Tuesday, December 22, 2009

Wed Dec 23. 2009

Major Mike Humphreys - NORAD NORTH CONTROL
For more than 50 years, NORAD and its predecessor, the Continental Air Defense Command (CONAD) have tracked Santa's Christmas Eve flight. The tradition began in 1955 after a Colorado Springs-based Sears Roebuck & Co. advertisement for children to call Santa misprinted the telephone number. Instead of reaching Santa, the phone number put kids through to the CONAD Commander-in-Chief's operations "hotline." The Director of Operations at the time, Colonel Harry Shoup, had his staff check the radar for indications of Santa making his way south from the North Pole. Children who called were given updates on his location, and a tradition was born. In 1958, the governments of Canada and the United States created a bi-national air defense command for North America called the North American Aerospace Defense Command, also known as NORAD, which then took on the tradition of tracking Santa. Since that time, NORAD men, women, family and friends have selflessly volunteered their time to personally respond to Christmas Eve phone calls and emails from children. In addition, we now track Santa using the internet. Last year, millions of people who wanted to know Santa's whereabouts visited the NORAD Tracks Santa website. Finally, media from all over the world rely on NORAD as a trusted source to provide Christmas Eve updates on Santa's journey.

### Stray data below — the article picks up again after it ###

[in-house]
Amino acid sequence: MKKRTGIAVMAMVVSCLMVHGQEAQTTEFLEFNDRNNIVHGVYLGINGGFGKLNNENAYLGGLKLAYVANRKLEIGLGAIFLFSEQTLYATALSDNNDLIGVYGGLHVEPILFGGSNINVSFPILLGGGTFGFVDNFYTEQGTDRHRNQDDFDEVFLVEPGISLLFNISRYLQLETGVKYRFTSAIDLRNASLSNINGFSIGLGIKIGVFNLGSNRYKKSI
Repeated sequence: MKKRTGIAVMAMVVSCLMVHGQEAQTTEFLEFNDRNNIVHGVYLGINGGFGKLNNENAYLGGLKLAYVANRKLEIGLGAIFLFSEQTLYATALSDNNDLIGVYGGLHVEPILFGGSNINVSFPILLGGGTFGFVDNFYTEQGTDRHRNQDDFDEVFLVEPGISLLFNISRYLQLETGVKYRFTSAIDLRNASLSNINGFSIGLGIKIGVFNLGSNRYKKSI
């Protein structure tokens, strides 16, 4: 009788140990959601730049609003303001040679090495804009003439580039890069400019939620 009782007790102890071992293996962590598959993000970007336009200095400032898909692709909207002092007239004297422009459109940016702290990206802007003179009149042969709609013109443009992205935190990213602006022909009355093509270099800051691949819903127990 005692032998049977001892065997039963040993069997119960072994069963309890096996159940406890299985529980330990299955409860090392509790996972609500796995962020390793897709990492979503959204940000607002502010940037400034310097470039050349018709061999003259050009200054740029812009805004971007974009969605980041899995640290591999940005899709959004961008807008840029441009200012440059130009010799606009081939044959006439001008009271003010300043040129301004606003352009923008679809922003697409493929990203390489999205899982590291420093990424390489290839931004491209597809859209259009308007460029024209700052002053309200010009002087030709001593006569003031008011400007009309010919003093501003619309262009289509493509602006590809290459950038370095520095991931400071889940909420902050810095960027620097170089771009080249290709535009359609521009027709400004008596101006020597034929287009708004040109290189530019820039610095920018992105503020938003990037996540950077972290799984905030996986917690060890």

Jacob Ward  "Popular Science's Top 100"
Innovation manifests itself in myriad ways: groundbreaking, revolutionary bursts we'd never before imagined possible, or in more nuanced but no less brilliant refinements of existing technology. And while this year's list contains plenty of instances of the former, in compiling it we've noticed one thing: 2009 is the year of stealth innovation.  Here's what I love about the elegantly functional stethoscope that is the recipient of our 2009 Innovation of the Year award: It looks exactly like a stethoscope. Jointed arms connect earpieces to a black rubber tube that leads to a circular amplifier—you've seen one every time you've visited your doctor since you were born. It takes an observant eye to notice that on this one, there's a tiny screen on the back of that amplifier, and telltale + and – signs and a small power button that signify electronics in action. The creators of this high-tech medical tool have taken an instrument that's been central to medical diagnostics for 190 years and supercharged it, adding sophisticated hardware and software that record, transmit, and analyze vital data, dramatically improving doctors' ability to detect truly dangerous heart murmurs while eliminating the need for thousands of pricey echocardiograms a year. But from a design standpoint, I'm pleased to see that the stethoscope's reinventors have decided that it ain't broke, so don't fix it. Thus they've come up with a device that still carries all the Norman Rockwell–style reassurance of its predecessors.

Hotmail: Free, trusted and rich email service. Get it now.

No comments:

Post a Comment